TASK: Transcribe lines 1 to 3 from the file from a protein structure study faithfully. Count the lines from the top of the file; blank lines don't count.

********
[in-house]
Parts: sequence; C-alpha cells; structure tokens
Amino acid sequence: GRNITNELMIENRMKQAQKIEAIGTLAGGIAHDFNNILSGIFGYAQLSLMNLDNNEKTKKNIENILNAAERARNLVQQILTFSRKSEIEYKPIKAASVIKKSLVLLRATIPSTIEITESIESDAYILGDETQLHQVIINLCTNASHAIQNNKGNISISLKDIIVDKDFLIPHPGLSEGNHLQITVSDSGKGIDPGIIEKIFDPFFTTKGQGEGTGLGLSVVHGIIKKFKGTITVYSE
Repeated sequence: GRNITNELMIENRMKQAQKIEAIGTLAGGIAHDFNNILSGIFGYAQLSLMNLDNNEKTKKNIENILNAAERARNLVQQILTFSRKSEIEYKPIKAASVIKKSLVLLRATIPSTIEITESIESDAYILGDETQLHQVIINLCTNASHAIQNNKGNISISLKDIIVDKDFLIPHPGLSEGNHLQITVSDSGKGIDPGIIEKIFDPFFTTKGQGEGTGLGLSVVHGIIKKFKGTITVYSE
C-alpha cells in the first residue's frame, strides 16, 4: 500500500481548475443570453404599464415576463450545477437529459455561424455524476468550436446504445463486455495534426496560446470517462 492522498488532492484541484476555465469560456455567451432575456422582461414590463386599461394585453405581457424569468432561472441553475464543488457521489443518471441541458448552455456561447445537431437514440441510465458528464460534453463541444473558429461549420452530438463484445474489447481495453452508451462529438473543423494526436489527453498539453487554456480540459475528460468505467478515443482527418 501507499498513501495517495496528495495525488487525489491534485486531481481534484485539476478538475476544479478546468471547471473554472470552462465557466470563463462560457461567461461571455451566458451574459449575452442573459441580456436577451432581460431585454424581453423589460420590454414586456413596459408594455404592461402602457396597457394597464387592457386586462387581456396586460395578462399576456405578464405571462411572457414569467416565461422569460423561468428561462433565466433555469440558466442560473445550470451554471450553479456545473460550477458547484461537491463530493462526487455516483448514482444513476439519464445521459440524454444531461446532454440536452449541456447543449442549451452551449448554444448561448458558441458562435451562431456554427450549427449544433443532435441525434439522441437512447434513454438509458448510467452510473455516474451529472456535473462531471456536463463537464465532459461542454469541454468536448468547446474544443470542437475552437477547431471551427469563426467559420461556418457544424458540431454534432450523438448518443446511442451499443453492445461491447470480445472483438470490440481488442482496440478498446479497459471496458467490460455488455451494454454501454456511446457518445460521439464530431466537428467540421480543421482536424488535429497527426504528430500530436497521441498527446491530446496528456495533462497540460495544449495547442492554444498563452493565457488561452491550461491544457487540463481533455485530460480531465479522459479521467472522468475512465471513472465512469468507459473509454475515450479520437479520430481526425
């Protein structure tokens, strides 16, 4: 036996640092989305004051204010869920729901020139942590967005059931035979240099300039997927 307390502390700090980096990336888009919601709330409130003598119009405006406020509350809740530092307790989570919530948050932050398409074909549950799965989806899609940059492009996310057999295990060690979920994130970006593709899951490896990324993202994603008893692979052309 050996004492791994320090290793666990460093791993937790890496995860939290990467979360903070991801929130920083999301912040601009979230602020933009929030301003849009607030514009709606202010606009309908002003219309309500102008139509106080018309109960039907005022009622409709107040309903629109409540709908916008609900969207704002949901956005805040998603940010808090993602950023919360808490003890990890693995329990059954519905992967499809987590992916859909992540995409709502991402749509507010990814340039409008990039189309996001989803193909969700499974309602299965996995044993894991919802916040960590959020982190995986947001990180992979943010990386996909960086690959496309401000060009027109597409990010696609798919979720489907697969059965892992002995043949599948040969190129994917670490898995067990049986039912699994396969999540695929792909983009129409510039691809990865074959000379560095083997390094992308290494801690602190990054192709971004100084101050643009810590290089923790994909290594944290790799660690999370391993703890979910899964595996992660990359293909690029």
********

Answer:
[in-house]
Parts: sequence; C-alpha cells; structure tokens
Amino acid sequence: GRNITNELMIENRMKQAQKIEAIGTLAGGIAHDFNNILSGIFGYAQLSLMNLDNNEKTKKNIENILNAAERARNLVQQILTFSRKSEIEYKPIKAASVIKKSLVLLRATIPSTIEITESIESDAYILGDETQLHQVIINLCTNASHAIQNNKGNISISLKDIIVDKDFLIPHPGLSEGNHLQITVSDSGKGIDPGIIEKIFDPFFTTKGQGEGTGLGLSVVHGIIKKFKGTITVYSE